Schoolgirls ‘mass’ pregnancies in Phalombe: 30 confirmed expectant at Mpasa CDSS

Mpasa Community Day Secondary Schools (CDSS) in Phalombe has  started the second term of the 2017/2018  academic year with 30-girls less due to unexpected pregnancies.

Baby blues: The pregnancy rate among schoolgirls remains high and disturbing

The 30 girls who were all beneficiaries of various school fees bursary programmes provided at the school are said to have gotten pregnant during and after the first term which started in September and ended in December 2017.

Speaking in an interview with Mana on Tuesday, head teacher for the school, Herbert Msasa confirmed the mass drop out and has described it as a blow to the fight for the girl child’s education.

According to the head teacher, while it would be expected that most students would drop out of school due to lack of financial support from their guardians and well-wishers, it was sad to note that provision of school bursary has not solved any problems as it turns out.

“In the past we have had one or two girls drop out of school in a year, but having 30 girls dropping out in a term is something that leaves us with no possible explanations. Only the girls themselves can best explain the reasons why they fell into such traps,”  Msasa pointed out .

He said the only reason that he finds fitting for the occasion is lack of sexual reproductive health information and services which would assist them in escaping teenage pregnancies.

A teacher and patron for School Health in Nutrition HIV and AIDS (SHINHA) at the school, Yohane Zakariya blamed the impregnated girls for not being able to handle popularity in school.

“Most of the bursary schemes provides enough for almost every needy girl child to remain in school, starting from school uniforms and sanitary pads to school fees and learning materials. In so doing, their parents are at ease that they can buy them clothes occasionally since they are no longer at pressure to produce school fees and all the other school needs. As such, these girls begin to look good, which puts them on the spotlight for men in the villages and boys at school,” he viewed.

He hoped that provision of sexual reproductive health information and services to both girls and boys in school would reduce the rate at which they impregnate each other.

A form 4 student, Irene Masamba who is under a school bursary, said once she was enrolled into the bursary and started to look good, she began receiving advances from men and boys who had never talked to her before.

She added that she was able to stand against the pressure unlike the other 30 girls who have become the education system’s worry in the district.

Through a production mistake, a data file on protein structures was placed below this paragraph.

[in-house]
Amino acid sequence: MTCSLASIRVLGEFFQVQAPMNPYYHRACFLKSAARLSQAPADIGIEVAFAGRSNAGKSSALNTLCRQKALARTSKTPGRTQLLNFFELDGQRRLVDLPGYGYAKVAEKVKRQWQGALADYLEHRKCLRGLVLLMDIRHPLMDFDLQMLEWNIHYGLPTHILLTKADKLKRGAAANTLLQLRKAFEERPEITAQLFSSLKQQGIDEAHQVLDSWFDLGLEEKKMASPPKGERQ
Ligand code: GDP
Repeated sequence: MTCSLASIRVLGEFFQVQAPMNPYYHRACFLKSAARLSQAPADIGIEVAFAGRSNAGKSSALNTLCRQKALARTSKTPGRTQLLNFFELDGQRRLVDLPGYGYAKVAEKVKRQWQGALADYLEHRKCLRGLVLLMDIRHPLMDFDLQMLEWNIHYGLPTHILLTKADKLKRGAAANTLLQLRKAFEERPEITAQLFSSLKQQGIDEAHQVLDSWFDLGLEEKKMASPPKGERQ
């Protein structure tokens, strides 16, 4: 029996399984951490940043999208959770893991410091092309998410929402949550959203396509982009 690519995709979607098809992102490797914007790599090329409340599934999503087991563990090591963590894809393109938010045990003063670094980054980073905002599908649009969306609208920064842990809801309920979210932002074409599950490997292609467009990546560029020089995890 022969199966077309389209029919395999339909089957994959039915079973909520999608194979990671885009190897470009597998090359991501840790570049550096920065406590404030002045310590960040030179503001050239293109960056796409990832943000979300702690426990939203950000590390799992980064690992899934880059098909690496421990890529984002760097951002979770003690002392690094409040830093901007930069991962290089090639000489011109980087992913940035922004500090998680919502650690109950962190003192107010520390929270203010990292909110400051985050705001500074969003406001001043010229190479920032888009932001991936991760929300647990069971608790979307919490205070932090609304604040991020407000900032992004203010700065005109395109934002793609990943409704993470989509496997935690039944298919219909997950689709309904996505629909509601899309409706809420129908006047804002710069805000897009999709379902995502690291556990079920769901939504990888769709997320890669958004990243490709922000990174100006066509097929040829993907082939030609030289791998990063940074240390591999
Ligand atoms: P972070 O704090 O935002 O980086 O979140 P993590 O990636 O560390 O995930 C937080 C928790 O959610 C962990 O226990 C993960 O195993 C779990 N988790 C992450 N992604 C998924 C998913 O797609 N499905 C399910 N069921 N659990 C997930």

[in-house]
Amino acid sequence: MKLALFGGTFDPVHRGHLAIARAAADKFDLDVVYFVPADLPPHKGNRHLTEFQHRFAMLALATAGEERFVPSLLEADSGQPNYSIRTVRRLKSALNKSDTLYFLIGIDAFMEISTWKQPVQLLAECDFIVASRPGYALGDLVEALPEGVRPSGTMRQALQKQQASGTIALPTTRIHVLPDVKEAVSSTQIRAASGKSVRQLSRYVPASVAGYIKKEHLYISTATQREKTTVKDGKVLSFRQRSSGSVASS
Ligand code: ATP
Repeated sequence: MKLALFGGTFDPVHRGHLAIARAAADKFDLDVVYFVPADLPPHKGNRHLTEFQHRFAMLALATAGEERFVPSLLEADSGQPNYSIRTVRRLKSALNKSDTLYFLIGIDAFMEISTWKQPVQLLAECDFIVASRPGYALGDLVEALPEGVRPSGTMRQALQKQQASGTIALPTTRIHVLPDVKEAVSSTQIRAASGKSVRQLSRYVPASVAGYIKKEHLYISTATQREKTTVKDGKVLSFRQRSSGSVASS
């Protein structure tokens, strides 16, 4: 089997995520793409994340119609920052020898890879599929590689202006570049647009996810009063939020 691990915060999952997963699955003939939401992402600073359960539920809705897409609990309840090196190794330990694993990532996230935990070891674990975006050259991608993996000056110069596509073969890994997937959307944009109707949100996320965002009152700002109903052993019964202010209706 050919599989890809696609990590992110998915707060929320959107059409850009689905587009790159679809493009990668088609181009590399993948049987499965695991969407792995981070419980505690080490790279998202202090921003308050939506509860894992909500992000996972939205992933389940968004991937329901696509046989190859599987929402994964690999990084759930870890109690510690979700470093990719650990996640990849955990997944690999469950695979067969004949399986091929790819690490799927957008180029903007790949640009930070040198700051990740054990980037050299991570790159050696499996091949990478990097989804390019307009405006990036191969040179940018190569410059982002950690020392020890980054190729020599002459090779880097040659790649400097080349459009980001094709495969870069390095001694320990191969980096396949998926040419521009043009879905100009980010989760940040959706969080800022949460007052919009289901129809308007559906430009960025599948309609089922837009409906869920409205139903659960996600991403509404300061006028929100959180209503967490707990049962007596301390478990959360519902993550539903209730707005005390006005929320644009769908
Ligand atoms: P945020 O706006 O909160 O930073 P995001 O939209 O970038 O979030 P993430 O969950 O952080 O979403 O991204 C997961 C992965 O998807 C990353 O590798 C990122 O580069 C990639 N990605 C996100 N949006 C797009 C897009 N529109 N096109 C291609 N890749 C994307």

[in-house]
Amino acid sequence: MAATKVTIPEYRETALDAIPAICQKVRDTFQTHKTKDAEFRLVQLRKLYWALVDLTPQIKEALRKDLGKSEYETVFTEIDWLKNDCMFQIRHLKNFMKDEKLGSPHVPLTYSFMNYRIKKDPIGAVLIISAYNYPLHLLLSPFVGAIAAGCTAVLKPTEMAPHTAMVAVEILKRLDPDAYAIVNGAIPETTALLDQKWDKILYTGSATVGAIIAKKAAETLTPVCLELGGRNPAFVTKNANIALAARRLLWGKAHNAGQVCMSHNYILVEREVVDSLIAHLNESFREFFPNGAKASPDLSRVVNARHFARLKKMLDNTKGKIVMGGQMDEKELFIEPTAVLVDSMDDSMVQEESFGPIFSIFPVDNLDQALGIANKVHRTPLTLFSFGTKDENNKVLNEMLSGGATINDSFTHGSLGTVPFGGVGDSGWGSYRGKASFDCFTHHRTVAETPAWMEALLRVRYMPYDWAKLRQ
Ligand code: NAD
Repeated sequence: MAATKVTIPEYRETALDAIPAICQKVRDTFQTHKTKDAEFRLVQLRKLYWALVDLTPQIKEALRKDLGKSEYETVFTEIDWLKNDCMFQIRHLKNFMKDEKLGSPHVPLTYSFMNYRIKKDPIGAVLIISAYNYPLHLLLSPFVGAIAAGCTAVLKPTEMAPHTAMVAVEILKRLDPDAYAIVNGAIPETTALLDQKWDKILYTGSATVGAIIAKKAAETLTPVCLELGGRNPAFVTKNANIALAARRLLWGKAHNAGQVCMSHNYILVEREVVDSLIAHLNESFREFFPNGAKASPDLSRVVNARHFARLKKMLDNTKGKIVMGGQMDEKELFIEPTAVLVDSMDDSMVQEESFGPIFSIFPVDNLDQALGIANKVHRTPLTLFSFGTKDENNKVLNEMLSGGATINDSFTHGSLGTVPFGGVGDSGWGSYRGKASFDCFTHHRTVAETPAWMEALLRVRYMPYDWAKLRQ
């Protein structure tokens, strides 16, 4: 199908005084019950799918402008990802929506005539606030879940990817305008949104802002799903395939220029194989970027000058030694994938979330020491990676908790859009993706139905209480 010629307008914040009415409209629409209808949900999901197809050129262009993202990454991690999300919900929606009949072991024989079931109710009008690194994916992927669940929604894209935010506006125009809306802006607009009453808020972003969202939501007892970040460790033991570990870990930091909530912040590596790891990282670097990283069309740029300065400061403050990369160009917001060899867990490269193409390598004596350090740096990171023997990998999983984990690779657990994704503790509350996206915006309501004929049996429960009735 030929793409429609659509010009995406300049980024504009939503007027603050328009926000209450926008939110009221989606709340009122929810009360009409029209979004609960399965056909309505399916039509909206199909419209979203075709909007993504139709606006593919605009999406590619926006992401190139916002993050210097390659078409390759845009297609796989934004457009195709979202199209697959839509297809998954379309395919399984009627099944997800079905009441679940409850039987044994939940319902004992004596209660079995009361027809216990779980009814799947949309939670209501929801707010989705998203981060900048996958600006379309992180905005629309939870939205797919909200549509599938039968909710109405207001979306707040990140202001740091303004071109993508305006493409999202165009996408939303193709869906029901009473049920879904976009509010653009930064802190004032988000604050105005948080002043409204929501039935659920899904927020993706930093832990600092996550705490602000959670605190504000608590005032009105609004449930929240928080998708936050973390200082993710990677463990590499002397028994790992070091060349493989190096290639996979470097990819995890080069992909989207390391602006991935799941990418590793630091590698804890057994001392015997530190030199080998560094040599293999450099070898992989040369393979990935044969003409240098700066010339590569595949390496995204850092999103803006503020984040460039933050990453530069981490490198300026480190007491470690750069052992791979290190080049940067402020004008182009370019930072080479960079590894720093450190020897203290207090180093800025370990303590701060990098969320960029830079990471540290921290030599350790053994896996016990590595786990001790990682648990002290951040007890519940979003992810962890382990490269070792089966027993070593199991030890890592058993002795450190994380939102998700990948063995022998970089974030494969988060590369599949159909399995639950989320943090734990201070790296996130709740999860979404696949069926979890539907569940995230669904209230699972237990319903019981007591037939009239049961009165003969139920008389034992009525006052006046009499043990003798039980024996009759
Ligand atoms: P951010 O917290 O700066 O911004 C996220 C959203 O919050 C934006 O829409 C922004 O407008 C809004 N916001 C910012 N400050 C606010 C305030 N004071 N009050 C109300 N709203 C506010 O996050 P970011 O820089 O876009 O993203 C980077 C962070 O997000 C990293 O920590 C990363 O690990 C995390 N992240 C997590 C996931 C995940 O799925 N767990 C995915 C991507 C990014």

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ndele
Guest

ngati mwayamba kugulisa miyambo pa ma okala , musadandaule sizomwe mwati plesdent wanuyi akufuna!!!
musatinyasepo apa

ndele
Guest

eetu mmati azitani mmai amacita preach ku mulakho uja zoti atsikana azigula satsi za mu nkhono uja mde mmati ana asakayesetre?????????????????// zitsilu zaanthu. mwambo unatha pano ndi sale. nde muti plesedenti wakuuzani kumalankhula zotelezi. plesdent yemwe sana

Mpolokwa
Guest

The SHINHA teacher is not helpful at all. Her analysis is partly good and to large extent wrong. Mass pregnancies also mean pressure on the side of boys or men around. I suspect these girls were engaged in groups sex somewhere in the villages. In fact Phalombe is known for social pressure when it comes to boys as they are supposed to prove their manhood. As such community leaders and parents should be made to understand their role .

Chipani Chomwetsana Bibi
Guest
Chipani Chomwetsana Bibi
If there’s anything that makes feel low about being Malawian it is this. If there are things that turnish the image of our country, it is these. And this is the heartland of dpp, right? And this is the birthday place of the two Mutharikas. And so if there’s anything why my patriotism is on hold, it is because of Mutharika’s failure to change this. Why can’t he find a way that ensures that girls are protected from this embarrassing situation Why can’t he ensure a girl child is in school and not in front of a man? And if… Read more »
Alomwe Enieni
Guest

Alomwe Alomwe Nophiyaaaaa kkkkkkkk

Mamuna
Guest

Vuto ndi zomwe amaphunzira ku mhlakho wa a lomwe. How do we expect them. To be in school when they are taught to be sexually active at a very tender age? Shupit!

Njokaluzi
Guest

No surprise at all. It’s the trade mark of the people of Phalombe and the surrounding areas. Under aged marriages, teen age pregnancies, high HIV prevalence rate, you name it and you get it from there.

Mhesha
Guest

It’s a national crisis my Brother. It’s not only in Phalombe. We have worrisome data for Mchinji, Salima, Kasungu, Mzimba, Nkhata bay, RumphI, Karonga, Chitipa, Nsanje, Neno, Mangochi. If you want to agree with me check with the DEM offices in each district. It’s a crisis for the nation.

Mpolokwa
Guest

Yes but Lhomwe belt needs special attention my friend because the culture does promote sexual activities. Boys and girls alike have to prove that they can handle a women and a man respectively. In other parts of the country the situation is simply due to a milliad of reasons.

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